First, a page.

ARTS / TV
S.Korean drama 'River Where the Moon Rises' raises ire of Chinese netizens over 'copied costumes'
Published: Feb 21, 2021 10:21 PM

Photo: Screenshot of Weibo


Hit South Korean period drama River Where the Moon Rises, set in the ancient Goguryeo Kingdom (37 BC - 668), has earned an unprecedented low score of 2.3/10 on major Chinese media review site Douban after it irritated many Chinese netizens who have condemned the drama for "plagiarizing" costumes from Chinese dramas. 

The drama starring South Korean stars Kim So-hyun and Ji Soo was released on South Korean channel KBS2 on February 15 and tells a classic Goguryeo folk tale between the Princess Pyeonggang and On Dal.

The drama has proved to be extremely popular among South Korean audiences as the average nationwide viewership ratings have reached 5.8 and 9.7 percent. However, some of the show's content and the way it depicts the history of the kingdom has evoked the anger of many Chinese viewers.

Photo: Screenshot of Weibo


Many Chinese netizens have posted photos of the costumes in the drama on social media alongside photos of costumes from Chinese period dramas, noting that many similarities exist. 

For instance, under one comparison post users note how the helmet and armor worn by Kim's character looks almost the same as those worn by Chinese actress Zhao Liying in the period drama Princess Agents, while Kim's hairstyle is similar to the style famous Chinese actress Gong Li wore in Zhang Yimou's film Curse of the Golden Flower. Another post compares the clothes Ji wears in one scene to those worn by Zhang Ruoyun in the Chinese drama Joy of Life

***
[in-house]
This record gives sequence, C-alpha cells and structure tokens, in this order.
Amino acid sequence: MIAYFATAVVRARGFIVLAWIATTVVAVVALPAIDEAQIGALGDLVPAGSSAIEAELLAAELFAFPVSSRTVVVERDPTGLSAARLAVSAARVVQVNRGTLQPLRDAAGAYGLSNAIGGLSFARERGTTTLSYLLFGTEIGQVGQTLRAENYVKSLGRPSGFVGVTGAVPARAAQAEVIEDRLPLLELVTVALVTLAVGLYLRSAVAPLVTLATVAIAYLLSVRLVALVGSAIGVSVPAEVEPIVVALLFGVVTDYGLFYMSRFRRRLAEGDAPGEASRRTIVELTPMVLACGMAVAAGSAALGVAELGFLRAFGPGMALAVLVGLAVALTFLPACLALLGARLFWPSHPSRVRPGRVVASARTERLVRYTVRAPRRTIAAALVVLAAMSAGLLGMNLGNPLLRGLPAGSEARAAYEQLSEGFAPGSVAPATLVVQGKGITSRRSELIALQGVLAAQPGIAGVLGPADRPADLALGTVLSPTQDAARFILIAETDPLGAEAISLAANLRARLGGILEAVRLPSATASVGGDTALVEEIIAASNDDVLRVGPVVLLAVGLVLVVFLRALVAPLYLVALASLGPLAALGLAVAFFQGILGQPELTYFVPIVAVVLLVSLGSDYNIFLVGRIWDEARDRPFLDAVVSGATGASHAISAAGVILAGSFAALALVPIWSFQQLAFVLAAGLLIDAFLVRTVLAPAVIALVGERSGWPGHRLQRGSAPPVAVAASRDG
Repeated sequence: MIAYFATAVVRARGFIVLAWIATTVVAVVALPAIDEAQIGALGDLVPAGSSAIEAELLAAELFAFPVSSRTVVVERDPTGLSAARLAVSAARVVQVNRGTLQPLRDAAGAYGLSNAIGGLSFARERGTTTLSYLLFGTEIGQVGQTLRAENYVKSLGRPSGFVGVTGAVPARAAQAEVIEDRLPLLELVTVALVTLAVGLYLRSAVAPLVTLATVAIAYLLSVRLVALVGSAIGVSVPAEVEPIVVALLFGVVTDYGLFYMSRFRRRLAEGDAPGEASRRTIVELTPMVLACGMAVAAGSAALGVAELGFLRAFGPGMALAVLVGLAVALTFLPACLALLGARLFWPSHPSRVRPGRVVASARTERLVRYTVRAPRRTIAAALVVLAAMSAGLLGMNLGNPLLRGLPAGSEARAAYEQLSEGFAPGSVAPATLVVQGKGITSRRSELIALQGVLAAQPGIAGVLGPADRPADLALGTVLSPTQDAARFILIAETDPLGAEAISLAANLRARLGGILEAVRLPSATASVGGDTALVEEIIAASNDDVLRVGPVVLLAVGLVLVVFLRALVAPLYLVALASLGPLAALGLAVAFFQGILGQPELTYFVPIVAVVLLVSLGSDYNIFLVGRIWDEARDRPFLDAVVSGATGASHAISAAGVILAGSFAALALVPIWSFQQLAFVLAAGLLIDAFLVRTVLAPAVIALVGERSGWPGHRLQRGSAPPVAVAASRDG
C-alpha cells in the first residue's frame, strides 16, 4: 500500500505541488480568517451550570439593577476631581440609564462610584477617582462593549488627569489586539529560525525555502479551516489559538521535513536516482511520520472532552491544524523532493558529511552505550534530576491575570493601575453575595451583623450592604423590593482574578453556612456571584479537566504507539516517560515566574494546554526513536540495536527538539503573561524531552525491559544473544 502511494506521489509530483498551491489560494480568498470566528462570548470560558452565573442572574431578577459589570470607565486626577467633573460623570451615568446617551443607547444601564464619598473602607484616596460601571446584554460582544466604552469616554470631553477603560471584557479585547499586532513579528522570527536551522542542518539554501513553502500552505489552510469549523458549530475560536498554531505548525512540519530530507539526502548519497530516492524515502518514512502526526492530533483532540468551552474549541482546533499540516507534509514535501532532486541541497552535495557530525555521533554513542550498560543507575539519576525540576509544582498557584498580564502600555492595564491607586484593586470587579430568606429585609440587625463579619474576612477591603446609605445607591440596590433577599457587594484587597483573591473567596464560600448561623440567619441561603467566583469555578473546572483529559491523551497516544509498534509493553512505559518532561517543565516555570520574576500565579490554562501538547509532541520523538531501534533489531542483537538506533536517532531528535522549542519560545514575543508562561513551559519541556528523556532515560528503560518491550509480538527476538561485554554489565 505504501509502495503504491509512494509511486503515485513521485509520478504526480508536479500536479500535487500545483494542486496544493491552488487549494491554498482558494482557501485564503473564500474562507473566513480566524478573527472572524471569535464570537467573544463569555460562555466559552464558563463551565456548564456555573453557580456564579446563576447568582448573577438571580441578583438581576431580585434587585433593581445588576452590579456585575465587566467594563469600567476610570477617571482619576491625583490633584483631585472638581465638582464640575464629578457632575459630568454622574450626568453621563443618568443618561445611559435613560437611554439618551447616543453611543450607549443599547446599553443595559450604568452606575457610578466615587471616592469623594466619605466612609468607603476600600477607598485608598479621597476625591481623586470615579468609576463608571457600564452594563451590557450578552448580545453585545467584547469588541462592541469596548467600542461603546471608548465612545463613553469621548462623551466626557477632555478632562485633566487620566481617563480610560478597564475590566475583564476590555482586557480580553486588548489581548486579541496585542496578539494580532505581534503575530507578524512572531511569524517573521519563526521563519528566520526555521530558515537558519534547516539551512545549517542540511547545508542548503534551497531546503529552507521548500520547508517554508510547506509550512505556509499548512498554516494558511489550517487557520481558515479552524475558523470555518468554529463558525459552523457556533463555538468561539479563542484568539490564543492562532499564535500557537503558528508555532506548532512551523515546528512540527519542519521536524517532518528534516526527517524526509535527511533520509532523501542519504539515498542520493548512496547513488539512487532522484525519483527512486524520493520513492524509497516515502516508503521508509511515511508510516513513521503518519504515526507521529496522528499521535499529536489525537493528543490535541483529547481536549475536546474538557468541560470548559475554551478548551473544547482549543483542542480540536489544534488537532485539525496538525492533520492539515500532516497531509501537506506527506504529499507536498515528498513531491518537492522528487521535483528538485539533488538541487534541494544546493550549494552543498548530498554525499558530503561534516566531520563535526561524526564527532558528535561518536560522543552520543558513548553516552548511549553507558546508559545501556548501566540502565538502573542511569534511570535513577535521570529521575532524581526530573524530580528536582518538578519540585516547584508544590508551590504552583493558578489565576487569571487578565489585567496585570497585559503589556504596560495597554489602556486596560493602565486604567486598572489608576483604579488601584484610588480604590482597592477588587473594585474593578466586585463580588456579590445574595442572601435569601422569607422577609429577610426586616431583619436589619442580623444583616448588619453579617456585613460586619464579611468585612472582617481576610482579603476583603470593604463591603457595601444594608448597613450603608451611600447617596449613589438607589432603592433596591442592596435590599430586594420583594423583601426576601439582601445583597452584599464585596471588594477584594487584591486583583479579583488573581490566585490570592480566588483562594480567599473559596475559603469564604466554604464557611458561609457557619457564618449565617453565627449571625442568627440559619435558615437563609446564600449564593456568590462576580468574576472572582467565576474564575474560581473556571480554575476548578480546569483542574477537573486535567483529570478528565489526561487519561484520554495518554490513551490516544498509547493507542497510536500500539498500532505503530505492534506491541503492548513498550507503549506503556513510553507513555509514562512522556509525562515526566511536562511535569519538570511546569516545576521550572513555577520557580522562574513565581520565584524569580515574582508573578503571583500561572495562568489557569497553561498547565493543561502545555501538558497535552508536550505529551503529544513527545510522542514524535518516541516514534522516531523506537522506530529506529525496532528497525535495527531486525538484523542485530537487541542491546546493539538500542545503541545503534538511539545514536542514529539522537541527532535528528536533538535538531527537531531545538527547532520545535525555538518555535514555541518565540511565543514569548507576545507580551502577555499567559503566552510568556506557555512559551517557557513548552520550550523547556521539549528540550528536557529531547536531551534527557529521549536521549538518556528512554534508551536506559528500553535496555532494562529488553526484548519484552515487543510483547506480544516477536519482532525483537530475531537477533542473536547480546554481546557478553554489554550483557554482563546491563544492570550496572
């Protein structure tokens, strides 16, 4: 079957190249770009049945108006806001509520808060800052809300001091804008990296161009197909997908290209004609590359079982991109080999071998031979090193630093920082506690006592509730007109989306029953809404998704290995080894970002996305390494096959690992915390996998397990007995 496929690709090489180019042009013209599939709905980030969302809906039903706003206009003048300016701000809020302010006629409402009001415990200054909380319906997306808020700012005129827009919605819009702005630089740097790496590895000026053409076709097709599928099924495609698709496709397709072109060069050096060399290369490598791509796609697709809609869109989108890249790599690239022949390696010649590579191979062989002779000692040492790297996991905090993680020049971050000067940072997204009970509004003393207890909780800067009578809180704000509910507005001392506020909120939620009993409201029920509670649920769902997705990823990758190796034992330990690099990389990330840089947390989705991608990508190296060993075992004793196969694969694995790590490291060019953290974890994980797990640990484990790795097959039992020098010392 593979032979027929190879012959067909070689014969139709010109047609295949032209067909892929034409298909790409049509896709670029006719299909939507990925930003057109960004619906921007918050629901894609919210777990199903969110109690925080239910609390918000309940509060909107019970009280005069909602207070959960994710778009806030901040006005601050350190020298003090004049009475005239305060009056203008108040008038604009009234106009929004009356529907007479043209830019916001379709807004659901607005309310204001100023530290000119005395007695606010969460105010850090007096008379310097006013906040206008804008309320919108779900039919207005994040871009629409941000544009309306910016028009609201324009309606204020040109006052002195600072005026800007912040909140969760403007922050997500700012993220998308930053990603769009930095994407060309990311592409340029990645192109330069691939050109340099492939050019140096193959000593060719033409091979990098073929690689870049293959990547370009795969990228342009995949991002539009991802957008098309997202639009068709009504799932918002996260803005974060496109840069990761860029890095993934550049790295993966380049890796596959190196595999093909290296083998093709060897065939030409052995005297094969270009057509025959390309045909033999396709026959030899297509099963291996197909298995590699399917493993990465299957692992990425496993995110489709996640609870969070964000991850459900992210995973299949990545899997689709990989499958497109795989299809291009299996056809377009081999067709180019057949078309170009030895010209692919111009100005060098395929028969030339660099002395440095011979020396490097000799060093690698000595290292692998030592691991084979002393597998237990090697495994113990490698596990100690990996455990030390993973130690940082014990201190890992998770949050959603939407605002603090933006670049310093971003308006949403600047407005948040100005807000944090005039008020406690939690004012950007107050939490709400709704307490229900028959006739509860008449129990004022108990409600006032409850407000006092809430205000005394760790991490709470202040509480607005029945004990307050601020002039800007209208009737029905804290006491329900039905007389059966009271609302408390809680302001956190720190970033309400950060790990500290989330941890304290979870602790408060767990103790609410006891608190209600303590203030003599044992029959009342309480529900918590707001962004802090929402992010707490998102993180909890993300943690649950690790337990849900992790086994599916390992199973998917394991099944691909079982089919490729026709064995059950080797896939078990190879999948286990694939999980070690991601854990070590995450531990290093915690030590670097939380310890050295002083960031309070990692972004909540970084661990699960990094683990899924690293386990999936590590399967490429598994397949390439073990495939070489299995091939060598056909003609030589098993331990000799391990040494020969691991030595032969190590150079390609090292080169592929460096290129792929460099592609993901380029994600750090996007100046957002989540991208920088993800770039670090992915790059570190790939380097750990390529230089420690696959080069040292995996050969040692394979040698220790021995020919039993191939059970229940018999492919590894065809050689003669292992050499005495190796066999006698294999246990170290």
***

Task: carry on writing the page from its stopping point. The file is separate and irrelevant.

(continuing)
Some Chinese netizens also showed concern that South Korea is trying to use the drama to claim that the history of the Goguryeo Kingdom belongs solely to the history of South Korea and is not related to the history of China or North Korea and to stir up nationalist sentiment among South Korean netizens. 

Lü Chao, director of the Research Institute for Borderland at the Liaoning Academy of Social Sciences, told the Global Times on Sunday that the Goguryeo Kingdom was located in the northern and central parts of the Korean Peninsula as well as the southern and central parts of what is now Northeast China. Eventually the kingdom came to an end when it was destroyed by an alliance between the Korean Silla Kingdom (57-935) and the Chinese Tang Dynasty (618-907).

Fan Xiaoqing, an associate professor with the Theater and Film Academy of the Communication University of China, told the Global Times that when it comes to film and TV, keeping an open mind is much more important than fighting over the origins of a specific culture.

"There are many similarities in cultural elements between China and South Korea. River Where the Moon Rises may be inspiration on this historical and traditional culture. We should have a tolerant attitude toward this," said Fan.

The clothing maker for the drama on Sunday explained on SNS that the costume design is based on murals found in Goguryeo Kingdom tombs, according to a Sunday blog post from movieiii, a popular film and TV review and critic account on Wechat. 

"We utilized ideas from the Goguryeo Kingdom tomb murals and other historical documents, which explicitly are from ancient Korean studies, in the process of creating these garments."

According to reports, the relics of the ancient Goguryeo (Koguryo) Kingdom tomb site were inscribed onto the UNESCO World Heritage List in 2004. The murals of the Goguryeo Tomb in Northeast China's Jilin Province were illegally excavated in the late 1990s and were later illegally transported to South Korea, where some of them are now displayed at the National Museum of Korea in Seoul.


blog comments powered by Disqus